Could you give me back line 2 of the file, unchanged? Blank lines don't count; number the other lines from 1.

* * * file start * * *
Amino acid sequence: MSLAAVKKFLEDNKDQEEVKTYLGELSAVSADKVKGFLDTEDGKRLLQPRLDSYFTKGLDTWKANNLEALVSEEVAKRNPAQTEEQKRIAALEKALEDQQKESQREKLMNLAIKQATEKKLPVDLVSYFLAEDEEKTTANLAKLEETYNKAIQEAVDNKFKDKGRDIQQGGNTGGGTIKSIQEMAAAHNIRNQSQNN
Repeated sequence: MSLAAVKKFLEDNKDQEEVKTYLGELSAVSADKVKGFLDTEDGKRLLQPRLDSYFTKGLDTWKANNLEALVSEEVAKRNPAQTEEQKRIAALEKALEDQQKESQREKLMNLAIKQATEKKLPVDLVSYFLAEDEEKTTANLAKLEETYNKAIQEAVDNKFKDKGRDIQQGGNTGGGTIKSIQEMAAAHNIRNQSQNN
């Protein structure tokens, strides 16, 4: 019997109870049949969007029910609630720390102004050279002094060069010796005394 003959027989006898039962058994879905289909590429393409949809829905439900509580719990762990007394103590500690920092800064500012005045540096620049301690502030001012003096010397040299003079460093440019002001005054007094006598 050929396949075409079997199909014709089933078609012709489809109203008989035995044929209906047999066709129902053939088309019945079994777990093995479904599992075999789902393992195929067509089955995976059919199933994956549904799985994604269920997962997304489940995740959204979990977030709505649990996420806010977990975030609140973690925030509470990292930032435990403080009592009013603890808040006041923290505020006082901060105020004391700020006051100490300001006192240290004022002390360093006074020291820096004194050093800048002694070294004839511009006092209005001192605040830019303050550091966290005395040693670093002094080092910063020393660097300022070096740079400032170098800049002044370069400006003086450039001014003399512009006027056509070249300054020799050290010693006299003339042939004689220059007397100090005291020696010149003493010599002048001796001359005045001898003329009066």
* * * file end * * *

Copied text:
Repeated sequence: MSLAAVKKFLEDNKDQEEVKTYLGELSAVSADKVKGFLDTEDGKRLLQPRLDSYFTKGLDTWKANNLEALVSEEVAKRNPAQTEEQKRIAALEKALEDQQKESQREKLMNLAIKQATEKKLPVDLVSYFLAEDEEKTTANLAKLEETYNKAIQEAVDNKFKDKGRDIQQGGNTGGGTIKSIQEMAAAHNIRNQSQNN